Roller & Ballestas (2017) also conducted a study to determine the study abroad program’s impact on cultural competence after one year compared to immediately after the experience. The study utilized a quantitative comparison design to measure cultural competency. Additionally, the study utilized instruments that students filled after the program’s conclusion. The study comprised 33 students (18 whose study abroad program’s impact was measured immediately after the experience and 15 students, one year after the study abroad program). However, the study had multiple limitations. For instance, the smaller sample size limits the generalizability of the study findings to the whole population. The study also lacked a control group because one year after the international experience, individuals’ life experiences or continuation with nursing program courses could influence the participant’s cultural competency.  Researchers should consider these limitations in their future studies to understand immersion experiences’ effectiveness in promoting student nurses’ cultural competence.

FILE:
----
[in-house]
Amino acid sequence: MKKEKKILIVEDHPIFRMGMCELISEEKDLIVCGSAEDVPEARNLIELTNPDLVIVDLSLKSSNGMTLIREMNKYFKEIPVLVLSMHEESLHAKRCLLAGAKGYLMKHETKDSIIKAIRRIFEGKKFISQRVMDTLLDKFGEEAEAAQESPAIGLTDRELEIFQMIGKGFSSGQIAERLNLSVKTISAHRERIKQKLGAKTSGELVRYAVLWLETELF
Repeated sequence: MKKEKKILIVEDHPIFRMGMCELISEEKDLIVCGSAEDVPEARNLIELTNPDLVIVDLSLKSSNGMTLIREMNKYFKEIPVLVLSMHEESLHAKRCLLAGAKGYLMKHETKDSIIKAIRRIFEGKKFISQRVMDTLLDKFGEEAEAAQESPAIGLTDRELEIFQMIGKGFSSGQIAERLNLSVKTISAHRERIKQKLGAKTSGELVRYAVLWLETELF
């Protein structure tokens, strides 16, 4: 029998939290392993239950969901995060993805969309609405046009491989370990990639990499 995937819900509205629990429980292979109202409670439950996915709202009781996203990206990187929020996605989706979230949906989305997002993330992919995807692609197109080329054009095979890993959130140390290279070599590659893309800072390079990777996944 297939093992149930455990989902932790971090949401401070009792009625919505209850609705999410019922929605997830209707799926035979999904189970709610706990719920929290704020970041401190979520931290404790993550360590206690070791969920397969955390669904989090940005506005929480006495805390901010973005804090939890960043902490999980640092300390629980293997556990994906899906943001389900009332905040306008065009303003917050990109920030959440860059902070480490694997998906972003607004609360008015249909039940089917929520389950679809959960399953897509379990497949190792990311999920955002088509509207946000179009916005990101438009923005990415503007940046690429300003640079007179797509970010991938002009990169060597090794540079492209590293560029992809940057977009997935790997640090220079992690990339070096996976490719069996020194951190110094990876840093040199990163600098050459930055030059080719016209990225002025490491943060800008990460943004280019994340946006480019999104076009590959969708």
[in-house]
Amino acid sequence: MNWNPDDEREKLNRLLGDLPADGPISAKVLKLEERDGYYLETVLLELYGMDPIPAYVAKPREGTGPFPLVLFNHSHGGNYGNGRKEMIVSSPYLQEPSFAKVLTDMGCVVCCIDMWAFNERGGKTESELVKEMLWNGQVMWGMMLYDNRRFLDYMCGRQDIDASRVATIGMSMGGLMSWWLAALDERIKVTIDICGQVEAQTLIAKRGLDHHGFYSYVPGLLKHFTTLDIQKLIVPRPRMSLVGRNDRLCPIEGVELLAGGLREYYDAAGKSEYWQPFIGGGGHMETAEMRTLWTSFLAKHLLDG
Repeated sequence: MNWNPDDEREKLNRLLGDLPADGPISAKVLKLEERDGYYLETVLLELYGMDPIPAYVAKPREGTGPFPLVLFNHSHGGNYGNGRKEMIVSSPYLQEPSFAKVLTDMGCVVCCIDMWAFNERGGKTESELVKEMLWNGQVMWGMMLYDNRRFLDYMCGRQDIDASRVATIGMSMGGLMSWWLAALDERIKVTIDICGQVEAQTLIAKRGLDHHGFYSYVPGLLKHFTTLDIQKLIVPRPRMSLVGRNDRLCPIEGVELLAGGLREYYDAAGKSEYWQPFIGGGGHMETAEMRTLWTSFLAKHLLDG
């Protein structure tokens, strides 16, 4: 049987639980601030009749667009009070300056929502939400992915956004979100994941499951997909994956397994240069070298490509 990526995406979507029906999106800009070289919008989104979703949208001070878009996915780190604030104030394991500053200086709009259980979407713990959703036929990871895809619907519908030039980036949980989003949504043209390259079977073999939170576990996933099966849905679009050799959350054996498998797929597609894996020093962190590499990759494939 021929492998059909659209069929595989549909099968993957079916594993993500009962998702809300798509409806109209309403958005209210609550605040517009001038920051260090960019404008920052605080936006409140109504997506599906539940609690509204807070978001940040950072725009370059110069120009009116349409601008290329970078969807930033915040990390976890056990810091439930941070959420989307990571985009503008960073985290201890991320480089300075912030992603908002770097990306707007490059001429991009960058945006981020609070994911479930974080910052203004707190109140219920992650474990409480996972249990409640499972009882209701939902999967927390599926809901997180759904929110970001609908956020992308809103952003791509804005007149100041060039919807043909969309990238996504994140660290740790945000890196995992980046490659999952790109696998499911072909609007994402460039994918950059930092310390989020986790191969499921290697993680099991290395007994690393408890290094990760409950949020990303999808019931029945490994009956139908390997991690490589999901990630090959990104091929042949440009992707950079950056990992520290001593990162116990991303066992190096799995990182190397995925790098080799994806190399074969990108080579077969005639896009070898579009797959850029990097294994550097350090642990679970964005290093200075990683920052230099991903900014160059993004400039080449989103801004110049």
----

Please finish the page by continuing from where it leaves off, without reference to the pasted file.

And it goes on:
Parker, Fang,  & Bradlyn (2020) aimed to assess a culturally tailored communication training effectiveness in improving cultural competence among diverse care management teams. The study participants comprised three care management teams. The team was made of 15 registered pharmacists, 14 registered nurses, and seven non-clinical support staff who participated in the self-assessment and training program. However, the study had multiple limitations. For instance, the study sample is small, and the findings are not generalizable. Therefore, it is not possible to know whether a training program affects healthcare workers’ cultural competence. Some participants may have provided biased answers because of their concerns about their perceived social norms or social desirability because of self-assessment. Additionally, the researchers’ limited the training program’s impact on cultural competence to self-report. They failed to consider other influences on cultural competence like clinical parameters or patient experiences, which should be considered in future studies.